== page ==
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Record number of days of ‘extreme heat stress’ in Europe in 2023

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Twenty-three of the thirty worst heat waves ever recorded in Europe have occurred this century

Paris:

Europe will endure a record number of “extreme heat stress” days in 2023, two leading climate monitors said on Monday, underscoring the threat of increasingly deadly summers across the continent.
In a year of contrasting extremes, Europe witnessed scorching heat waves, but also catastrophic floods, devastating droughts, violent storms and the largest wildfires.

These disasters caused billions of dollars in damage and affected more than two million people, the EU’s Copernicus Climate Change Service and the UN’s World Meteorological Organization (WMO) said in a new joint report.

The health impacts have been particularly acute, with heat identified by these agencies as the biggest climate-related threat, as global warming drives increasingly hot European summers.

“We are seeing an increasing trend in the number of days with heat stress across Europe and 2023 was no exception, with Europe experiencing a record number of days with extreme heat stress,” said Rebecca Emerton, climate scientist at Copernicus.

For this research, Copernicus and WMO used the Universal Thermal Climate Index, which measures the effect of the environment on the human body.

It takes into account not only high temperatures, but also humidity, wind speed, sunshine and heat given off by the environment.

The index has 10 different categories of heat and cold stress, with units of degrees Celsius representing a ‘palpable’ temperature.

Extreme heat stress “equals a wind chill of more than 46 degrees Celsius, at which point it is imperative to take measures to prevent health risks such as heat stroke,” Emerton said.

‘Extended summer’

Long-term exposure to heat stress is especially dangerous for vulnerable people, such as the elderly or those with pre-existing health problems.

The effect of heat is stronger in cities, the report said.

Twenty-three of the 30 worst heat waves ever recorded in Europe have occurred this century and heat-related deaths have risen by around 30 percent in the past 20 years, the report said.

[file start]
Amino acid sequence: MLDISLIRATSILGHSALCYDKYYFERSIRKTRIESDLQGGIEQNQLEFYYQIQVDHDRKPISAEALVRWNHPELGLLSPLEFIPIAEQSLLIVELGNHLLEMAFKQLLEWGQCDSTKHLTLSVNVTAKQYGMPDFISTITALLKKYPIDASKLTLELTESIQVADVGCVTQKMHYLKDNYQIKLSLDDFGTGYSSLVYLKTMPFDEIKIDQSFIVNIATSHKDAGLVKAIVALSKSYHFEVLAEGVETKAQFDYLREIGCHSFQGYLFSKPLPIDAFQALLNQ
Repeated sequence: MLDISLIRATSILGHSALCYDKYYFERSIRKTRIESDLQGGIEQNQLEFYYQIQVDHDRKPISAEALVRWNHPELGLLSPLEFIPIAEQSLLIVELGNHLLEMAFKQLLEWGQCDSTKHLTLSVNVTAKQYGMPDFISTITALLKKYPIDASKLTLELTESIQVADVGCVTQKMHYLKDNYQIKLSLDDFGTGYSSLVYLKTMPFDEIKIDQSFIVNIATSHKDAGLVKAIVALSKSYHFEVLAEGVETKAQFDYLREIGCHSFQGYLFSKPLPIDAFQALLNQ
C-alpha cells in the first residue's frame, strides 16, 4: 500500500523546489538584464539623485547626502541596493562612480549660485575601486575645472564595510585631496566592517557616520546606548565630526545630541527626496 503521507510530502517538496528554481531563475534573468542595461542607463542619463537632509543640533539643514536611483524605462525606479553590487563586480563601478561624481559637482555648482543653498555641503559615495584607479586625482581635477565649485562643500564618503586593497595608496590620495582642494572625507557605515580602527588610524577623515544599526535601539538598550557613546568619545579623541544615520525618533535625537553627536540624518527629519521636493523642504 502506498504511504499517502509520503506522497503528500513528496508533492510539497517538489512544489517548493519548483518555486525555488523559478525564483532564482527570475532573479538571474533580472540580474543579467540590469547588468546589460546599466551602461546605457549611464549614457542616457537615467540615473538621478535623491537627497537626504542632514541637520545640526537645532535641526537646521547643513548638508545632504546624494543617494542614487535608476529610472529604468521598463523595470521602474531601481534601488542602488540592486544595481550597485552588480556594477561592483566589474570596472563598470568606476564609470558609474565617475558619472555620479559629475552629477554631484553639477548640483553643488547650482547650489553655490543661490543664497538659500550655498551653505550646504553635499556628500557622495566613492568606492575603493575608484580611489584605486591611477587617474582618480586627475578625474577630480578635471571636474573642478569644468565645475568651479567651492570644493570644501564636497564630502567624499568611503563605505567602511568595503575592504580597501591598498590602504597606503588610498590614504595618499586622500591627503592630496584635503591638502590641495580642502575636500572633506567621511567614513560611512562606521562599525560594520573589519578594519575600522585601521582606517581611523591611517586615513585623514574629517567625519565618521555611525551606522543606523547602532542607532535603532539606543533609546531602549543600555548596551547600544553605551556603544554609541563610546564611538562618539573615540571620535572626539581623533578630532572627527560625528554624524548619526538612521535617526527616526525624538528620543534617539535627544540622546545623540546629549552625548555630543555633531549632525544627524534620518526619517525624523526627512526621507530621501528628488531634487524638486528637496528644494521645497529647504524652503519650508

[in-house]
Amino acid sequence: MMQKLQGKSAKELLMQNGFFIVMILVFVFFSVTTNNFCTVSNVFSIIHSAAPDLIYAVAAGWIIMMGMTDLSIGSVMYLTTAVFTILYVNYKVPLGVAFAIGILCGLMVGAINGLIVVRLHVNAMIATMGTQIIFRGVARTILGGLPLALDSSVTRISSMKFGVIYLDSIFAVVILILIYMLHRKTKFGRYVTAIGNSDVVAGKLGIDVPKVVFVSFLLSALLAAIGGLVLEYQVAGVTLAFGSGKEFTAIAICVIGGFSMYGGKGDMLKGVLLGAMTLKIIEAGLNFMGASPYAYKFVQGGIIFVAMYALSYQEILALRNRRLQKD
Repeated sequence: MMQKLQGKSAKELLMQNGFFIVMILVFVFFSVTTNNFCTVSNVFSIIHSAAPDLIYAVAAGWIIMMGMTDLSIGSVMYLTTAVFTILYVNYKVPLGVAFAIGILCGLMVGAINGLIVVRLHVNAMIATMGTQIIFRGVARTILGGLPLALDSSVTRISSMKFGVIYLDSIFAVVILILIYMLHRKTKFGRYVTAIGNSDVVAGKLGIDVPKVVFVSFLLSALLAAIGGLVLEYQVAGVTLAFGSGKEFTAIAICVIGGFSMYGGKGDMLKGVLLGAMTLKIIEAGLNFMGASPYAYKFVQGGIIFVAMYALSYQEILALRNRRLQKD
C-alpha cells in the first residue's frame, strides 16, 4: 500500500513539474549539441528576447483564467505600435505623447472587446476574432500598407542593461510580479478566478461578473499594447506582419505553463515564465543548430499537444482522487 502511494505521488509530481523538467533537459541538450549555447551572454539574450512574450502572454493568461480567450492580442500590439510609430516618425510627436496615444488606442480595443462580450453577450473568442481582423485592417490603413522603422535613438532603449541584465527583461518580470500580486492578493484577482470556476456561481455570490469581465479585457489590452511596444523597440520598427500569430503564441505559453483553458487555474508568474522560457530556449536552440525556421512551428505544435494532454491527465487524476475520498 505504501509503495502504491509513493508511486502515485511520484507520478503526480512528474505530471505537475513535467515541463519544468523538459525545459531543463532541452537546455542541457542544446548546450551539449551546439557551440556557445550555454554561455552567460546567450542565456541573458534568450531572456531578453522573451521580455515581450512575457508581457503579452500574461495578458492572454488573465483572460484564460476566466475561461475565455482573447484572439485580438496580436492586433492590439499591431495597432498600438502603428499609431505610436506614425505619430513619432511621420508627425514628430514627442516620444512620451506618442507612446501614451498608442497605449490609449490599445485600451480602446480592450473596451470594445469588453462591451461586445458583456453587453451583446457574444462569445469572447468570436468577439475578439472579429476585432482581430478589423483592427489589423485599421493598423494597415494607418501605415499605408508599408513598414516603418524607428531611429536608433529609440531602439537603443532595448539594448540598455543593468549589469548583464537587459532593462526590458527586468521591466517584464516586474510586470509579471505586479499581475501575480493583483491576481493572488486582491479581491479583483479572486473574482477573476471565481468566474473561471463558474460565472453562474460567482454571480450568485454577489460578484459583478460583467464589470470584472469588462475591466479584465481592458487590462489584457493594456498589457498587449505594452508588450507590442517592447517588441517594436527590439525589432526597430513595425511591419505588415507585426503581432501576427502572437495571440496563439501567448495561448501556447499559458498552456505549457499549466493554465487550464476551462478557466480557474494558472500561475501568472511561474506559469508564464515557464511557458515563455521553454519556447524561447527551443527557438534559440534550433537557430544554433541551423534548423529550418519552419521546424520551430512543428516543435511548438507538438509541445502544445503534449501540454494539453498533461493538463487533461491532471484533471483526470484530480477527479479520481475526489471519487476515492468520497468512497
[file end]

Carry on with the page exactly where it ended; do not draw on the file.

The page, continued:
2023 wasn’t the hottest summer in Europe – in fact, it was the fifth – but that doesn’t mean it wasn’t blazing.

Much of Europe warmed up due to heat waves during an “extended summer” between June and September, Emerton said.

September was the warmest on record for Europe as a whole, she added.

On July 23, an unprecedented 13 percent of Europe experienced high levels of heat stress, with southern Europe hardest hit.

Data on deaths in Europe due to extreme heat in 2023 are not yet available.

But tens of thousands of people are estimated to have died as a result of heat waves during the equally sweltering European summers in 2003, 2010 and 2022, the report said.

“We see that there is excess mortality when we see such extreme heat waves as was the case in 2023,” said Alvaro Silva, a climatologist at WMO.

“This increase in mortality… affects (the) vast majority of European regions. This is a major concern.”

Serious consequences

Scientists agree that greenhouse gas emissions are warming the planet, leading to more intense and frequent extreme weather events.

Europe is warming twice as fast as the global average and heat waves will become longer and more powerful in the future, the report said.

This – coupled with an aging population and more people moving to cities – will have “serious consequences for public health,” it added.

“Current heat wave interventions will soon be insufficient to address the projected heat-related health burden.”

2023 was the hottest year on record globally and the oceans, which absorb 90 percent of the excess heat produced by carbon dioxide emissions, have also warmed to new highs.

Average sea surface temperatures in Europe were the warmest on record, the report said, with a severe marine heatwave in a part of the Atlantic described as “excessively extreme”.

Glaciers in all parts of Europe saw ice loss, while Greece suffered the largest forest fires in EU history.

2023 was also one of Europe’s wettest years, with major floods affecting 1.6 million people, and a further 550,000 storms.

Emerton said the economic cost of these extreme events was 13.4 billion euros ($14.3 billion) – about 80 percent attributed to flooding.

(Except for the headline, this story has not been edited by NDTV staff and is published from a syndicated feed.)